Additionally, is there anyone out there who actually believes that we’re living in a more polite, mannerly or disciplined society than we used to live in, manners and respectfulness that must be properly instilled in youth or lost forever? Young or done.

According to Strauss, “The practice (of corporal punishment) persists because some educators and parents believe it helps modify disruptive behavior despite no conclusive evidence that it actually does.”

What “conclusive evidence” does Strauss need? Some expensive study conducted by non-parents? She must not have raised boys. “Some students are hit for severe infractions of school rules, and others for minor ones, like being tardy,” Strauss writes.

While corporal punishment – and it’s prohibition or non-use – may be defined as “paddling, spanking or other forms of physical punishment,” in practice its prohibition (according to my teacher sister-in-law) actually means teachers are discouraged from even yelling at students and forbidden to lay their hands on kids for an “attitude adjustment,” like an arm grab to usher them to the front of the class for a tongue lashing to help them remember to “be on time” or “don’t speak until called upon” (in other words, “don’t disrupt my class”). Embarrassing kids at the blackboard? Fire the lousy teacher!

But not in Catholic school in the 50s. Disciplinary touching was accepted, even embraced. Sister Edward Mary grabbed both my wife’s pig tails in first grade, (she still vividly remembers this) and jerked her to the front of the class to write on the blackboard, sobbing, “I will not speak in class until called upon,” 100 times.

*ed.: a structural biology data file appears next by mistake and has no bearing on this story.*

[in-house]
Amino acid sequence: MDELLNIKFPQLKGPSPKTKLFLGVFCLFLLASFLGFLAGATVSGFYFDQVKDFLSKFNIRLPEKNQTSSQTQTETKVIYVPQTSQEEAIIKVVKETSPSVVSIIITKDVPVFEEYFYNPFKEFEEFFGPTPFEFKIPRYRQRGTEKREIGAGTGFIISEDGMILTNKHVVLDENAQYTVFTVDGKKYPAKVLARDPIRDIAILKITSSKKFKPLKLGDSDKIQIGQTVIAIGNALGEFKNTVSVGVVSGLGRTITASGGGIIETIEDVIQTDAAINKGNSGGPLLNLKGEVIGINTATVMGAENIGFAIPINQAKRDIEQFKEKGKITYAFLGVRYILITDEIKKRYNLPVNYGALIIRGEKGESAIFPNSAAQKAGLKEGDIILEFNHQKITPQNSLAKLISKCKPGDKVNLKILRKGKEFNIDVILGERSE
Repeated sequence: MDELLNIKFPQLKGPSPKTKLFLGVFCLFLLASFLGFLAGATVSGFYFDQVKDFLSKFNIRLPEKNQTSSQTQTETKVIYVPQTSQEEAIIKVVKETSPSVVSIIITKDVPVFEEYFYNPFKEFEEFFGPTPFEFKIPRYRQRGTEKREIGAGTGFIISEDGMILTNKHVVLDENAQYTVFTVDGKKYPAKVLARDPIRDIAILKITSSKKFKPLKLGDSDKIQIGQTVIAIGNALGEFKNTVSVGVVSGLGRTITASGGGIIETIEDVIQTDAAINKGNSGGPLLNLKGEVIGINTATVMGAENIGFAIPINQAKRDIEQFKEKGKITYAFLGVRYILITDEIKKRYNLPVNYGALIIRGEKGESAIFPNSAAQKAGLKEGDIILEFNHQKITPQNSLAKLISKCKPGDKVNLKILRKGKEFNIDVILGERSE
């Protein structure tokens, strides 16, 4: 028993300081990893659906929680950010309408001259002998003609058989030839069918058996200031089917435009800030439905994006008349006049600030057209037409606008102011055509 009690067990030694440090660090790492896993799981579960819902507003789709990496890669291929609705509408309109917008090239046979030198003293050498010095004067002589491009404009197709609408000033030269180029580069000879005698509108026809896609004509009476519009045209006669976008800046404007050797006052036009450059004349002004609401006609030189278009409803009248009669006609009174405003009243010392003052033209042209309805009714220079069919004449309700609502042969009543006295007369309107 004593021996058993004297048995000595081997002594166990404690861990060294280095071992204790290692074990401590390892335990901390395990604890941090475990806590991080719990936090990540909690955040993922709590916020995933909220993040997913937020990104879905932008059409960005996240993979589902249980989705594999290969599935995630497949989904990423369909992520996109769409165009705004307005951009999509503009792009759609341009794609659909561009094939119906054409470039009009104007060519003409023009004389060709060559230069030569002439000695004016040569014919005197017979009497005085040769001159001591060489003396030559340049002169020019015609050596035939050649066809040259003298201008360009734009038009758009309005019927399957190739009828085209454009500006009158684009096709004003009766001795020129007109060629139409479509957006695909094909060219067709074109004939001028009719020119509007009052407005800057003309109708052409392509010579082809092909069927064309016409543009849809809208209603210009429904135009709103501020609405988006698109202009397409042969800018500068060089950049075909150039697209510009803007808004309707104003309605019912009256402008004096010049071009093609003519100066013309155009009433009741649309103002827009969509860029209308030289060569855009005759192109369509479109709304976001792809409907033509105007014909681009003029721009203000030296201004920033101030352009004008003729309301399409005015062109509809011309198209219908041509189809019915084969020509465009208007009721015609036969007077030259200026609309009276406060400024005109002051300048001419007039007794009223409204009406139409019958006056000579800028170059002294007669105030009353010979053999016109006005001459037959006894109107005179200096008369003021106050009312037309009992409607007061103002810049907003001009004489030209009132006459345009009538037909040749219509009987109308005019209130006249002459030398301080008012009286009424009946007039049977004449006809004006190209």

Not only did my wife learn some good manners, but her first grade classmates learned some as well. And we’re all better for it.

So I can report my wife is very well adjusted as an adult. She has no PTSD from her Catholic school upbringing. Polite? Yes. Manners? Yes. But don’t expect her to hold her tongue when something needs to be said, called upon or not. That lesson she never learned from Sister Edward Mary.

And I’m OK with that.

Award-winning columnist Barry Fetzer of Hubert is retired.

(3) comments

CARTERETISCORRUPT

Some of our politicians would benefit from some adult corporal punishment. Indeed, administered with a big stick. Maybe they will learn. Probably not.

NC-Native-Son

I was the poster child for getting a whipping. They were dispensed quickly and often. Eventually they became routine and painless. It was only by my wife that I was not allowed to beat my children that way. That is, as a way of dispensing humiliation. Now with my grandchildren I recognize that corporal punishment should not be dispensed lightly. The primary rule is to teach respect. I found that it is much more effective to ostracize the offender in a room until they realized that they were indeed rude. They know why there is no phone or tablet.

CARTERETISCORRUPT

Frequently the parents, or absence of parents, are the bigger offender. No amount of beatings will compensate for bad parenting.